This may best the best universal remote for cuteness. Bearbot is super cute. That’s really the bottom line for this growing Indiegogo project designed to make smart home control a lot more fun and customizable. The result is a little tech bear who wiggles his nose, yawns, occasionally sneezes, and is effortlessly one of the top universal remotes of 2019. If you want to learn some common mistakes to avoid and seek value for money, then you may want to compare its features with the best cheap universal that we could look up during our research.

Beyond the cuteness, this little bear has infrared, Bluetooth, radio, and ZigBee sensors that are designed to work with pretty much any smart home device, from your HVAC to your TV. You “tame” the bear with a smartphone app that allows you to create commands and choose which sensor the bear will listen with for that particular command. But what’s really unique is the different ways that you can command it.

The little bear is a range extender for the big bear.

Eschewing the super popular voice commands of 2016, Bearbot offers a small remote and a sensor that recognizes finger movements. You can either program commands into the remote, or assign a specific hand gesture. Wave your finger in front of the bear’s belly, and he’ll obey. Slashing back and forth can changing tracks, for example, while drawing a quick X can turn devices off or swiping upward can switch to another device, etc. The logo of each appliance is shown on the belly when the bear is focused on it.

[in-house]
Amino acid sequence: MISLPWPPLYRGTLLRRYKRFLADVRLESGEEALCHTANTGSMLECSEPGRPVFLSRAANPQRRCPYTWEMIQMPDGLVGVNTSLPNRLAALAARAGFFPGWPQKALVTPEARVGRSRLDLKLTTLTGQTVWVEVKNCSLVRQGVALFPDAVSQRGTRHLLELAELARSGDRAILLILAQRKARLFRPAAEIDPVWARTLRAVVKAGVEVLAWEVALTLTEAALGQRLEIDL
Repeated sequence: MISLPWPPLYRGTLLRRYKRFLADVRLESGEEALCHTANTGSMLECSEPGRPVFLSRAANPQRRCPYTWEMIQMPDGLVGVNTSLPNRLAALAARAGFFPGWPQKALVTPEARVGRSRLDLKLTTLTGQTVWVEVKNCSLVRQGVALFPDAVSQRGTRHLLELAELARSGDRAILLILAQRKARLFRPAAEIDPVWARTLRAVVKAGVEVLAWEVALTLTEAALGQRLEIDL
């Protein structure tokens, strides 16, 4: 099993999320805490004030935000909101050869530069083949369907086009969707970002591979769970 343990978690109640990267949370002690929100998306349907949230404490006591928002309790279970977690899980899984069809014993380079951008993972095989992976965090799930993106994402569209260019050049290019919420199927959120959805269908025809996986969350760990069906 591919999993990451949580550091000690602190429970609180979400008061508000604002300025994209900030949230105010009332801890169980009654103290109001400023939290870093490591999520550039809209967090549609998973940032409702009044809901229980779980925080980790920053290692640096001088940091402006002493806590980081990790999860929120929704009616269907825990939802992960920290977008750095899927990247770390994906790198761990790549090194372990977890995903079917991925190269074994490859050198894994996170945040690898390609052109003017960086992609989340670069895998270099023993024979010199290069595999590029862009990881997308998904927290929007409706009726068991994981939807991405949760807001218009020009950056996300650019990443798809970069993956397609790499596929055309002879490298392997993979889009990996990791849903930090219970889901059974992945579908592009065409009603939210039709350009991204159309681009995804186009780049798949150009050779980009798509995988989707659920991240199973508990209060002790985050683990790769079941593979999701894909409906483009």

The sore spot here – and it’s really the only one – is that the battery life is really limited at only four hours in active recognition mode. You’ll want to keep the charger close at hand, and pull the Bearbot away for specific tasks, like settling down for a family movie time. The good news is that it uses a Qi induction charger, so you won’t need to worry about plugging and unplugging the charger every time you want to so something.

Keep in mind that as of writing this, Bearbot still has a ways to go before being totally successful. You can pay 75 Euros (the bear was born in Luxembourg) – around $85 dollars – to order one for 50% off the planned retail price.

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Tyler Lacoma

When he isn't enjoying the beautiful Northwest outdoors, you can find Tyler on business and tech sites, writing about the latest news, analyzing trends, and generally making the Internet a more interesting place.

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